ADS 16402

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ADS 16402
Observation data
Epoch J2000.0      Equinox J2000.0
Constellation Lacerta[1]
ADS 16402 A
Right ascension 22h 57m 45.919s[2]
Declination +38° 40′ 27.19″[2]
Apparent magnitude (V) +10.0[3]
ADS 16402 B (HAT-P-1)
Right ascension 22h 57m 46.844s[2]
Declination +38° 40′ 30.33″[2]
Apparent magnitude (V) +10.4[3]
Characteristics
ADS 16402 A
Spectral type F8[3]/G0V[4]
ADS 16402 B (HAT-P-1)
Spectral type F8[3]/G0V[4]
Astrometry
ADS 16402 A
Radial velocity (Rv) -3.43 ± 0.32[4] km/s
Proper motion (μ) RA: 29.9 ± 0.6[2] mas/yr
Dec.: -42.5 ± 1.2[2] mas/yr
Distance 450+72
−62
ly
(139 +22
−19
[4] pc)
Absolute magnitude (MV) 3.4 ± 0.3[4]
ADS 16402 B (HAT-P-1)
Radial velocity (Rv) -2.94 ± 0.56[4] km/s
Proper motion (μ) RA: 32.7 ± 0.8[2] mas/yr
Dec.: -43.2 ± 1.9[2] mas/yr
Distance 450+72
−62
ly
(139 +22
−19
[4] pc)
Absolute magnitude (MV) 3.7 ± 0.3[4]
Details
ADS 16402 A
Mass 1.16 ± 0.11[4] M
Radius 1.123 +0.14
−0.10
[4] R
Luminosity 1.82 +0.75
−0.53
[4] L
Surface gravity (log g) 4.13 ± 0.10[4] cgs
Temperature 6047 ± 56[4] K
Metallicity [Fe/H] +0.12 ± 0.05[4] dex
Rotational velocity (v sin i) 7.1 ± 0.3[4] km/s
Age 3.6 [4] Gyr
ADS 16402 B (HAT-P-1)
Mass 1.151 +0.052
−0.051
[5] M
Radius 1.174 +0.026
−0.027
[5] R
Luminosity 1.585 +0.099
−0.094
[5] L
Surface gravity (log g) 4.359 ± 0.014[5] cgs
Temperature 5980 ± 49[5] K
Metallicity [Fe/H] 0.130 ± 0.08[5] dex
Rotational velocity (v sin i) 2.2 ± 0.2[4] km/s
Age 3.6 [4] Gyr
Other designations
HJ 1832, CCDM J22578+3840, WDS J22578+3840
ADS 16402 A: BD+37 4734p, PPM 88381
ADS 16402 B: HAT-P-1, BD+37 4734s, PPM 88382
Database references
SIMBAD data
Extrasolar Planets
Encyclopaedia
data

ADS 16402 is a binary star system, composed of two sun-like stars located 450 light-years away in the constellation Lacerta. It was first identified by John Herschel in 1831.[4] The two stars are separated by 1500 AUs. The star system is estimated to be 3.6 billion years old.[3] The secondary star ADS 16402 B is also designated HAT-P-1.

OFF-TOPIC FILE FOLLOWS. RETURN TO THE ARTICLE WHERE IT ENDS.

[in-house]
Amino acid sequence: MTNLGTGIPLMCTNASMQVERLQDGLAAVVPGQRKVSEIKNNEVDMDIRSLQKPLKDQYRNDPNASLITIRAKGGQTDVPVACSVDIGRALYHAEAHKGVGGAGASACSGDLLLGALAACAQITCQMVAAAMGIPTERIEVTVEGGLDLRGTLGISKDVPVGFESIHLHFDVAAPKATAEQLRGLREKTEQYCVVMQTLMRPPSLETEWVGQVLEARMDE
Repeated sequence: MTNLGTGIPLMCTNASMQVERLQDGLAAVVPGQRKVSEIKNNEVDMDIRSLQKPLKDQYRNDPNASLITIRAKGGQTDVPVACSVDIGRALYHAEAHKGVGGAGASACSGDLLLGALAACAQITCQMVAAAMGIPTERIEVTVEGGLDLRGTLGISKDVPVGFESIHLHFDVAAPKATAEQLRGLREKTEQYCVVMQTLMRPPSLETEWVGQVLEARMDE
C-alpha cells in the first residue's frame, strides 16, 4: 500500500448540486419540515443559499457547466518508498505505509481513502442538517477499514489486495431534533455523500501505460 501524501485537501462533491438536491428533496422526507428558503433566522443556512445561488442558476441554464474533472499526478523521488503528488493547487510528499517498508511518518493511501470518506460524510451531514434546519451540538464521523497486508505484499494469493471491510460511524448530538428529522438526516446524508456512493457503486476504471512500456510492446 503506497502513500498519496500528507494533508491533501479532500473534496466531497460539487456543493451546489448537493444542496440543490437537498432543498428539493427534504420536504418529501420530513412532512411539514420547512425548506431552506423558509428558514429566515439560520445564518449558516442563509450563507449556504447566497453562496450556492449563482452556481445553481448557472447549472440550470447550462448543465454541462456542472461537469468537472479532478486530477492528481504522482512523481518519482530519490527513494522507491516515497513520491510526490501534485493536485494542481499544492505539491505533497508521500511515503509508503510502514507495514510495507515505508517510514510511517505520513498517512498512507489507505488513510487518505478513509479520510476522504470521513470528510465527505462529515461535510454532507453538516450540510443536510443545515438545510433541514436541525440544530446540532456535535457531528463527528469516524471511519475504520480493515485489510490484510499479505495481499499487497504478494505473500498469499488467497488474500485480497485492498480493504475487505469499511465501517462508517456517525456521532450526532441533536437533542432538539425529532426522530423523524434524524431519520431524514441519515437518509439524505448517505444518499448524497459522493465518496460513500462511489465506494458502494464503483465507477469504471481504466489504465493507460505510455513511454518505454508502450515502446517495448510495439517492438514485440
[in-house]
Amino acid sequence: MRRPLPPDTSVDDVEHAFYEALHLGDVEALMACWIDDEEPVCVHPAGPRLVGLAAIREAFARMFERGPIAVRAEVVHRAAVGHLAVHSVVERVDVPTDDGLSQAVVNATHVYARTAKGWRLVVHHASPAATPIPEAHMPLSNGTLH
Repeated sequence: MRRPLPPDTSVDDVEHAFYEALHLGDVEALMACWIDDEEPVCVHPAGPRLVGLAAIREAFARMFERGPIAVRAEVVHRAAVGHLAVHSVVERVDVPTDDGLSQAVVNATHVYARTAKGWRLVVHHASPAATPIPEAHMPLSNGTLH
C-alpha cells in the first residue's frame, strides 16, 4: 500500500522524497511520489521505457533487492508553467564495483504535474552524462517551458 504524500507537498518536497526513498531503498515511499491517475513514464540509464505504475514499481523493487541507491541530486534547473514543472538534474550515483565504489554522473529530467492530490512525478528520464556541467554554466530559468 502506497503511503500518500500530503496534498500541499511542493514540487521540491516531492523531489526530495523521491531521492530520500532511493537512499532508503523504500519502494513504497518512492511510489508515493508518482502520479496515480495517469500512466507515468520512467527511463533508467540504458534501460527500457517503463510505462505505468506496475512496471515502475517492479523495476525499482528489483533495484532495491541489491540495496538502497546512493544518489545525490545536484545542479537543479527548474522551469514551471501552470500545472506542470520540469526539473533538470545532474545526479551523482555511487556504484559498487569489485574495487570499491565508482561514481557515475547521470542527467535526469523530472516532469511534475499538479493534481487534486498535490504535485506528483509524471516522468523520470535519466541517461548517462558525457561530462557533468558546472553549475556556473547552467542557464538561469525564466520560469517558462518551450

Planetary system[edit]

In 2006 the HATNet Project announced the discovery of a hot jupiter type gas giant extrasolar planet in orbit around the secondary star. Following the designation scheme used by the HATNet Project, the secondary star is known as HAT-P-1, and the planet itself designated HAT-P-1b.[4]

The HAT-P-1 planetary system
Companion
(in order from star)
Mass Semimajor axis
(AU)
Orbital period
(days)
Eccentricity Inclination Radius
b 0.524 ± 0.031 MJ 0.0553 ± 0.0014 4.4652934 ± 0.000093 <0.067

See also[edit]

References[edit]

  1. ^ Roman, Nancy G. (1987). "Identification of a Constellation From a Position". Publications of the Astronomical Society of the Pacific 99 (617): 695–699. Bibcode:1987PASP...99..695R. doi:10.1086/132034.  Vizier query form
  2. ^ a b c d e f g h Zacharias, N. et al. (2013). "The Fourth US Naval Observatory CCD Astrograph Catalog (UCAC4)". The Astronomical Journal 145 (2). 44. arXiv:1212.6182. Bibcode:2013AJ....145...44Z. doi:10.1088/0004-6256/145/2/44. Vizier catalog entry for ADS 16402A Vizier catalog entry for ADS 16402B
  3. ^ a b c d e "SIMBAD query result: ADS16402". Centre de Données astronomiques de Strasbourg. Retrieved 2009-05-10. 
  4. ^ a b c d e f g h i j k l m n o p q r s t Bakos, G. Á. et al. (2007). "HAT-P-1b: A Large-Radius, Low-Density Exoplanet Transiting One Member of a Stellar Binary". The Astrophysical Journal 656 (1): 552–559. arXiv:astro-ph/0609369. Bibcode:2007ApJ...656..552B. doi:10.1086/509874. 
  5. ^ a b c d e f Nikolov, N. et al. (2013). "Hubble Space Telescope hot Jupiter transmission spectral survey: a detection of Na and strong optical absorption in HAT-P-1b". Monthly Notices of the Royal Astronomical Society. arXiv:1310.0083. Bibcode:2013arXiv1310.0083N. doi:10.1093/mnras/stt1859. 

External links[edit]

  • "HAT-P-1". Exoplanets. Retrieved 2009-05-10. 

Coordinates: Sky map 22h 57m 47s, +38° 40′ 30″